Where should you invest in 2011?

Published by Cherry Reynard on 29 December 2010.
Last updated on 30 December 2010

2011 road sign

If there's a theme to 2011, it's uncertainty. Experts are widely divided on the outlook for the global economy, and the regions, sectors and types of companies that will produce strong returns for investors next year.

As we'll see, they favour everything from higher-risk areas, such as private equity and technology, to more solid sectors like equity income.

But take a look at the areas that don't appear on the list of favourites. China is generally considered to be overvalued in the short term and is not a focus; nor is the US a popular choice. And government bonds, despite ongoing worries about the economic recovery, are not on anyone's wish list for next year.

So where do the experts think we should be putting our money in 2011?

Tim Cockerill, head of research at Rowan & Co. Capital Management


"This year could prove to be quite tough. The Federal Reserve is doing more quantitative easing, which is a strong signal that the economic recovery is not working out as it had hoped.

"Even in the UK, where the economic data has been better than expected, there are the headwinds of VAT increases and spending cuts to battle against.

"That said, there are areas where investors will do better this year. Equity income is likely to be one of those areas - both in the UK and globally. Interest rates are likely to stay very low; you can get much higher income from shares, and have a far better chance of beating inflation. There's also the chance of capital appreciation.

"I would look at the Artemis Income fund. The top holdings are companies such as Vodafone, Glaxo and HSBC, which are going to be solid whatever the economic environment. Even if the capital value moves about, this fund is paying an income of 4.8%.

"More exciting is the M&G Global Dividend fund. It has a lower income at 3.3%, but is looking for dividend growth. Newton Global Higher Income is also a top performer; it is now paying almost 5% and has a solid investment process that won't let you down."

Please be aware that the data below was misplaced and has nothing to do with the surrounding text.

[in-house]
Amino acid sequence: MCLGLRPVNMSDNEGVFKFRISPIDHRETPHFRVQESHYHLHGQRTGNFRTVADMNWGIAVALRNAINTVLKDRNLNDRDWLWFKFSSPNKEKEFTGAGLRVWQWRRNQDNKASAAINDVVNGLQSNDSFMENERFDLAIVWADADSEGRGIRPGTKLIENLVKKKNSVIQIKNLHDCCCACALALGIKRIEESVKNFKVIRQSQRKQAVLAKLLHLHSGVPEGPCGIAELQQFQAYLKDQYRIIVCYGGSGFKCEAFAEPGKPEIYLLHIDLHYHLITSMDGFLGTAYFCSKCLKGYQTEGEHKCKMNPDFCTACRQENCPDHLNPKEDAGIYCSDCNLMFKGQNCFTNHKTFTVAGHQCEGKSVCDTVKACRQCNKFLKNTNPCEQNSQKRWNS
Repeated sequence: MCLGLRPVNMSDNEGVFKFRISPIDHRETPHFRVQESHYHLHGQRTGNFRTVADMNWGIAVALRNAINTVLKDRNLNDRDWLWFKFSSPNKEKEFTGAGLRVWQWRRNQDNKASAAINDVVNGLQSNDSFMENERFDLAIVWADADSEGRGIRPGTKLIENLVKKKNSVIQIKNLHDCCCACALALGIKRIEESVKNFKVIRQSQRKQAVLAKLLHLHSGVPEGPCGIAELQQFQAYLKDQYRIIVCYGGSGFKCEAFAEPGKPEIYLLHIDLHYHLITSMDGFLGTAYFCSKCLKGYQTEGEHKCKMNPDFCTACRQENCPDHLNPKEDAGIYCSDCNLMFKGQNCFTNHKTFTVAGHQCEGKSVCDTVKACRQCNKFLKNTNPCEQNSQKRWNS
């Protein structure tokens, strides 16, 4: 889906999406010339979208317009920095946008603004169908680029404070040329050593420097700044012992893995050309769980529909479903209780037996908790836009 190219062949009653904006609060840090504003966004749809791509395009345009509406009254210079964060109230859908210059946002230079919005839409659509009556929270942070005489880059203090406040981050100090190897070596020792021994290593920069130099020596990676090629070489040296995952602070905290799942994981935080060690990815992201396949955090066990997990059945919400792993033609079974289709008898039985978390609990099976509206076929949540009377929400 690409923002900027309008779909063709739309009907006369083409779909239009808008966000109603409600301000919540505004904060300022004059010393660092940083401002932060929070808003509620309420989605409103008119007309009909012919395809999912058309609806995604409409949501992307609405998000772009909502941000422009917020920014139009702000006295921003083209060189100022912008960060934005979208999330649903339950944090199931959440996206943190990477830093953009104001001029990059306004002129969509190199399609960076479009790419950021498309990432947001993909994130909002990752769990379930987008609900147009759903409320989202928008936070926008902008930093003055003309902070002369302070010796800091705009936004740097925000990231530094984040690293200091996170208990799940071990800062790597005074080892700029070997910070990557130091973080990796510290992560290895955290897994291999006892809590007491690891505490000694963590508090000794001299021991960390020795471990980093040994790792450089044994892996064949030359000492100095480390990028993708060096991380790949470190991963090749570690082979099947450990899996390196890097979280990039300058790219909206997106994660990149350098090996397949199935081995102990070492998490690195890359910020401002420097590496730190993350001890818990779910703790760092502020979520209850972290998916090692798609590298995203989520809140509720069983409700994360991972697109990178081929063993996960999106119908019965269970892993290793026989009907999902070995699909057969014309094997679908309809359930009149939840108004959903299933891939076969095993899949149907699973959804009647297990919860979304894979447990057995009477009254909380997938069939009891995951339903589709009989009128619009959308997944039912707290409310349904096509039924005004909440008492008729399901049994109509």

Andrew Bell, chief executive of Witan Investment Trust


"There are times when the biggest decision on a market is whether it's too low. That was undoubtedly the case in 2009 as the FTSE moved from 3500 to 5500, but 2011 will be different.

"We believe stockpickers should be able to add value in this environment, so we've moved into active managers. We're also increasing our exposure to emerging market economies. Although everyone is quite bullish on emerging markets, which can be a red flag, we believe growth will be generally quite scarce and we want to be fully involved.

"However, my strongest choice is private equity. It was hit very hard in the downturn and the rout has left some opportunities.

"If you believe that the global economy is on some kind of track to recovery, no matter how weak, then the net asset values of private equity trusts are likely to perform better than the wider economy. These trusts are on enormous discounts to net asset value.

"We have bought 3i, which has had to go through a restructuring process but has now come out the other side. We have also bought Harborvest, which listed in London in the spring. The shares had an offer that allows investors to sell at the original purchase price in October of next year, so we can get our money back if something unexpected happens.

"We also bought Electra, which is currently trading at a discount of 35% to net asset value, despite coming through the downturn with flying colours."

Ted Scott, director and head of stewardship at F&C Investments


"Looking at the market as a whole, shares are still a good place to invest. There will be a scramble for yield, and those assets paying a superior income are likely to win out.

"A lot of large, blue-chip companies are increasing their dividends and are often paying an income far higher than that available in the bond market. We think these companies will do extremely well.